Graduate students have formed an official student chapter of the Electrochemical Society at UCLA (UCLA-ECS).
Founded in 1902, the Electrochemical Society is a learned society based in the United States that supports scientific inquiry in the field of electrochemistry and solid-state science and technology.
Prof. Sarah H. Tolbert is the founding faculty mentor, and the group has founding student members that span across two departments (Chemistry and Biochemistry and Materials Science & Engineering) and across three groups (Tolbert, Duan, and Dunn).
“We are excited to get the word out about our new group!” said graduate student and UCLA-ECS President John Cook (Tolbert group). “The idea to start the group at UCLA developed very naturally. A collaborator and I recognized that there were many groups across the campus working on projects related to electrochemical energy storage, but no framework to bring everyone together to share ideas. The main purpose of our group is to bring people, from different departments together to share ideas. We want to create an environment in which chemists, engineers, physicists and even business majors collaborate and share ideas.”
Chemistry and Biochemistry graduate student members of the newly founded UCLA-ECS chapter with faculty advisor Prof. Sarah Tolbert. (Left to right) Front row: Ben Lesel, Prof. Tolbert, Clair Shen, Yan Yan; Middle row: Ty Karaba, Terri Lin, John B. Cook; Back row: Allen Liang, Erick Harr, Dan Baumann.
The UCLA-ECS will also provide members with educational opportunities to prepare them for future success in a variety of related fields. Furthermore, the group aims to bring students and experts together for social and service activities, encourage student participation in outreach programs, and provide students opportunities to explore electrochemistry.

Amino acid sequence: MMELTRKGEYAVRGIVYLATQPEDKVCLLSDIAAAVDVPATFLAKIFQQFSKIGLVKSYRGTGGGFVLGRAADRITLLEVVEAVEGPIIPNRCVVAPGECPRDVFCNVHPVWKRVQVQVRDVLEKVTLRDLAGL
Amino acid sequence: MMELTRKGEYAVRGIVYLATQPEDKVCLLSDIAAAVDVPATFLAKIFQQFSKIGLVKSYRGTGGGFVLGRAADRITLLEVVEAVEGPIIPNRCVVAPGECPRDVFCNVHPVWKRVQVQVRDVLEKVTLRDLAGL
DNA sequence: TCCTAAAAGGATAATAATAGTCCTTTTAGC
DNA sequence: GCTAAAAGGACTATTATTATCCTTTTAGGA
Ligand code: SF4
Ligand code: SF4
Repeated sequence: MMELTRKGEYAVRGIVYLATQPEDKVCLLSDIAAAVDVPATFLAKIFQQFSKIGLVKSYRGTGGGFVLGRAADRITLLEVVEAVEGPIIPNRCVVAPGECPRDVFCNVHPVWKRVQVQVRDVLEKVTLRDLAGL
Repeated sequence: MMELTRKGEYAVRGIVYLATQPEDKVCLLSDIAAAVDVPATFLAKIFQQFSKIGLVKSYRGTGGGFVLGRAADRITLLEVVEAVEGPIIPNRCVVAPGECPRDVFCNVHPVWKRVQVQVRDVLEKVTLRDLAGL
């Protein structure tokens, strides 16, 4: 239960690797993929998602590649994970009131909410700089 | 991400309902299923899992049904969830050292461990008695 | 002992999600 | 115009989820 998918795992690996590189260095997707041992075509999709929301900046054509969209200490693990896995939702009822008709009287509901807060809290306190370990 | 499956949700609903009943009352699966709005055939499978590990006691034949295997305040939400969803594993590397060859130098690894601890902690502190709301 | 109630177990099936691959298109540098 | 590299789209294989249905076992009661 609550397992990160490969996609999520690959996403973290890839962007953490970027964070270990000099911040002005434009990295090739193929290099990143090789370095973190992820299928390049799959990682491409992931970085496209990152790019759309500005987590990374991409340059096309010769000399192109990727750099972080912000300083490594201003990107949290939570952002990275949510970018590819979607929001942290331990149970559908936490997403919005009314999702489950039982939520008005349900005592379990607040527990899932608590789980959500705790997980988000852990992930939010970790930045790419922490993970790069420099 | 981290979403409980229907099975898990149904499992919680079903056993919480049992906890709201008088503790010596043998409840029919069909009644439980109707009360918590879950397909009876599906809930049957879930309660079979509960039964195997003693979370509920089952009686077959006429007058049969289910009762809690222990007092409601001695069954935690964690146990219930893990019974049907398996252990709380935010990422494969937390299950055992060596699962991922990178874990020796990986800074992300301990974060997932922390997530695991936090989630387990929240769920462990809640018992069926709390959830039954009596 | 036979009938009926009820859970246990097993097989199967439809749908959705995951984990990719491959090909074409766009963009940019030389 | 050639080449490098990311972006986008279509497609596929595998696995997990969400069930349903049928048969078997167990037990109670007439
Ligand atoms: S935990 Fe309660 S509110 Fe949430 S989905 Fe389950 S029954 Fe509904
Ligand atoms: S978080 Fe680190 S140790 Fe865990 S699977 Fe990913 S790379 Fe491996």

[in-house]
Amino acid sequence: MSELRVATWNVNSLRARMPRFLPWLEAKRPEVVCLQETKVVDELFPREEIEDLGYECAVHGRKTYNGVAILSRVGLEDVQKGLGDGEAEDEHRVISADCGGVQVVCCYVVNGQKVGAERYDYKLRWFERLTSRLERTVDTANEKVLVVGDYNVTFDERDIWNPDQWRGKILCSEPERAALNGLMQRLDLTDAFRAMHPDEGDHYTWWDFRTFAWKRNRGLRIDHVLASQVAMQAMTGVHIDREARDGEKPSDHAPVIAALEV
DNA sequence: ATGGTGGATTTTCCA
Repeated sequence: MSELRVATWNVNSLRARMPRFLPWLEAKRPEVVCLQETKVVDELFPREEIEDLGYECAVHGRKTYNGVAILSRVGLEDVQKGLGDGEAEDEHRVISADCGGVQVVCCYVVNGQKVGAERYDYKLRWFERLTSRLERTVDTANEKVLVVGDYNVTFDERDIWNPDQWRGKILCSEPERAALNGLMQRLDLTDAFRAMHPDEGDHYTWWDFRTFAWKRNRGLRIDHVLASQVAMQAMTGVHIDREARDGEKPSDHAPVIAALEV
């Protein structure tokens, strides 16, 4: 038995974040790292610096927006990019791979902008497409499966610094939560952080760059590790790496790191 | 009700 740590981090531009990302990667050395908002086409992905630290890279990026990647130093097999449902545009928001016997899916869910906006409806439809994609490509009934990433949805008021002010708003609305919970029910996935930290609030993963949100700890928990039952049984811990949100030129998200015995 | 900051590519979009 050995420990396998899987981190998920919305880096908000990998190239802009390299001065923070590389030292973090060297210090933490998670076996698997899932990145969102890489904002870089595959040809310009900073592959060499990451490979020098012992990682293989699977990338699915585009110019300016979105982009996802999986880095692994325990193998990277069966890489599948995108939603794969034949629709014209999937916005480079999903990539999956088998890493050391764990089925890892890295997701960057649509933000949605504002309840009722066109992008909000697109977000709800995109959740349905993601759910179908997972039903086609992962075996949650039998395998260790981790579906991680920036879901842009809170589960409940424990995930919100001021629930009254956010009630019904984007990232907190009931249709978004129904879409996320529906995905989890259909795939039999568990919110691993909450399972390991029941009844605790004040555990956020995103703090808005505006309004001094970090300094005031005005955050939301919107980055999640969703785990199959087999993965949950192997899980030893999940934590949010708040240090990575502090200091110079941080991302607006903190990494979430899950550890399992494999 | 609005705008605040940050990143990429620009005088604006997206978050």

“Our chapter has planned several upcoming events that we are excited about.” John said. “We are running an electrochemistry / battery booth at the UCLA Exploring Your Universe event which has traditionally been well attended by young kids and their parents. Our booth will demonstrate fundamental electrochemical properties using the zinc plating experiment, and the simple Volta pile that can be made by the attendees at home from loose change! We are even going to freeze a battery with liquid nitrogen to demonstrate the decay of mass transport as a function of temperature.”
The group’s signature membership opportunity is the Battery Journal Club held weekly. This is both a social event and academic experience. People from several departments (currently Business, Chemistry, and Engineering) meet to discuss current literature published by the ECS and other highly respected journals.
Learn more about the Electrochemical Society here.
Photo courtesty of John Cook/UCLA-ECS.